I think the difference between Japan and the US is that in America the nationals are expecting that if you are living there you should know or at least be attempting to learn the language. However, in Japan it seems like there is no expectations for foreigners living there to learn the language (these are just my observations, so I could be wrong).

ax
14-12-04, 08:04
Hey Misa J.,
However, in Japan it seems like there is no expectations for foreigners living there to learn the language (these are just my observations, so I could be wrong).
Yeah this is very subjective...but I guess Japanese never really says they expect you learn Japanese. But they would prefer you to speak Japanese most certainly. Most people I met here speaks Japanese directly at me not even asking if I do understand their language or not. when I told them I don't speak Japanese very well, they just shy out or shut up completely.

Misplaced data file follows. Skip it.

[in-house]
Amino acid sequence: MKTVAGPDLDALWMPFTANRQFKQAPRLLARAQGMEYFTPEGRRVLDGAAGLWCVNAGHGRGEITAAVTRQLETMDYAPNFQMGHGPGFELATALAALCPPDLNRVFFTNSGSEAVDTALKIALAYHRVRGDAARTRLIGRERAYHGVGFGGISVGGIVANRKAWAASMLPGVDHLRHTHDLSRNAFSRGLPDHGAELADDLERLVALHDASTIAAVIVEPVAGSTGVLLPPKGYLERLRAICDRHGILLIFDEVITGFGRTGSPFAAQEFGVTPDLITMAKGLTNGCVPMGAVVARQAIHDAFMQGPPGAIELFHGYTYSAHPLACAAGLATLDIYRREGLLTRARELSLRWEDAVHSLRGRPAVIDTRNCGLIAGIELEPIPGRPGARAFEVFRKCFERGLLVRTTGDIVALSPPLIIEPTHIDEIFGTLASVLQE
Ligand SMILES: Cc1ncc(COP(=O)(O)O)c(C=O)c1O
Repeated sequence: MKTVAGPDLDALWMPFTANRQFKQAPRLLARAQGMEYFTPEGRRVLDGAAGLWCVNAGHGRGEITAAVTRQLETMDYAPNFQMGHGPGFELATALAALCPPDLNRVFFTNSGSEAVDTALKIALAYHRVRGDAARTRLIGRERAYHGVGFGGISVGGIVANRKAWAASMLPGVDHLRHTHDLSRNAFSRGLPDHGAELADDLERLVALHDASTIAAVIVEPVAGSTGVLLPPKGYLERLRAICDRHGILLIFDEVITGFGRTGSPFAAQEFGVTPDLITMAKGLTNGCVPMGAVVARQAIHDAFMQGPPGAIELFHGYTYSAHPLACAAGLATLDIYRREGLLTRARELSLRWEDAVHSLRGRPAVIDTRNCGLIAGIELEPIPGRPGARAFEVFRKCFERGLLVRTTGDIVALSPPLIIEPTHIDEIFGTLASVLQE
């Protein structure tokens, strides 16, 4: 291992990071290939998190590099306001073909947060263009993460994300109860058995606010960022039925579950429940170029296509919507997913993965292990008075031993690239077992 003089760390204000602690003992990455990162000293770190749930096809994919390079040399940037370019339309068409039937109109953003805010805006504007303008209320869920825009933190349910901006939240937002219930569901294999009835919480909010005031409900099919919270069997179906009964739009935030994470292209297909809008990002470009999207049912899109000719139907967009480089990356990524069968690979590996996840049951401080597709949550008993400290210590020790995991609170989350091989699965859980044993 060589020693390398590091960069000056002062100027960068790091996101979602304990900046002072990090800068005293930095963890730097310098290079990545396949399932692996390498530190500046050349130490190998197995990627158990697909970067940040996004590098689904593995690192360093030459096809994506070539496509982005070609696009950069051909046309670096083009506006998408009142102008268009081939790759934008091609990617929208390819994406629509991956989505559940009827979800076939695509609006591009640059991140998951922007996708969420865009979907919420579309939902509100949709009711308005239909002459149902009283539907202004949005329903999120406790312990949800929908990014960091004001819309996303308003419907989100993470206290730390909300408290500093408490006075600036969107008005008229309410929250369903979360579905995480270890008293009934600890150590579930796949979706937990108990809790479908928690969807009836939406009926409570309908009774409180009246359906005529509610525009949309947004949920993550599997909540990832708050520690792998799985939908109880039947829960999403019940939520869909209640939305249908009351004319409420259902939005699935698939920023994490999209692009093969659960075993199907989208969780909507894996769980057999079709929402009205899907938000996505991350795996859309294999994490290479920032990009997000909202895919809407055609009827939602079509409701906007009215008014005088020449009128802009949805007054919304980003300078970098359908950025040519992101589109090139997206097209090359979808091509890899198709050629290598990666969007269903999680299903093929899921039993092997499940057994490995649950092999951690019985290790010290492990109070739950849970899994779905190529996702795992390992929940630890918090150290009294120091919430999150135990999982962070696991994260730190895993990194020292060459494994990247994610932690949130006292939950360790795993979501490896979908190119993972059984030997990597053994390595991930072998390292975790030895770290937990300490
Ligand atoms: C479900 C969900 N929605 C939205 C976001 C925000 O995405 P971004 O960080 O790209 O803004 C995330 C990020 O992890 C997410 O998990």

ax

Mike Cash
14-12-04, 10:50
The sad part is when a Swede and a Dane turn to english to understand eachother (and it happens a lot) our languages are so much alike, we really should be able to understand eachother, but many don't.

I have a sadder story....an American and an Australian turning to Japanese to understand each other.

Martialartsnovice
17-12-04, 03:23
@Mike Cash,
I agree, that its a sad, and funny at the same time.
@MisaJ.
In answer to your question about english. I think that the spainsih would be the most widely spoken, then it would have chinese, russian, arabic, swahili, french, and then japanese. Scary how though people can be 10,000 miles apart, they can still understand each other. Case in point, I lived in teh Midwestern US, I have relatives who live in the South, and they speak english, but with a accent, and a dialect of their own. I can understand them, because I can speak their dialect, though most of my extended family thinks their crazy. But thats just me.LOL

@ Rock Lee

How did a get the Arnold banner, its really cool.

lexico
31-12-04, 15:16
I don't mind her error's and she doesn't mind mine..we just correct eachother and kinda remember the errors. :-) Hey, there's some wisdom there that might be the solution to all those problems out there. I think it's a skill everyone (especially the hard-headed ones, that is :okashii: ) should learn till they get it just right.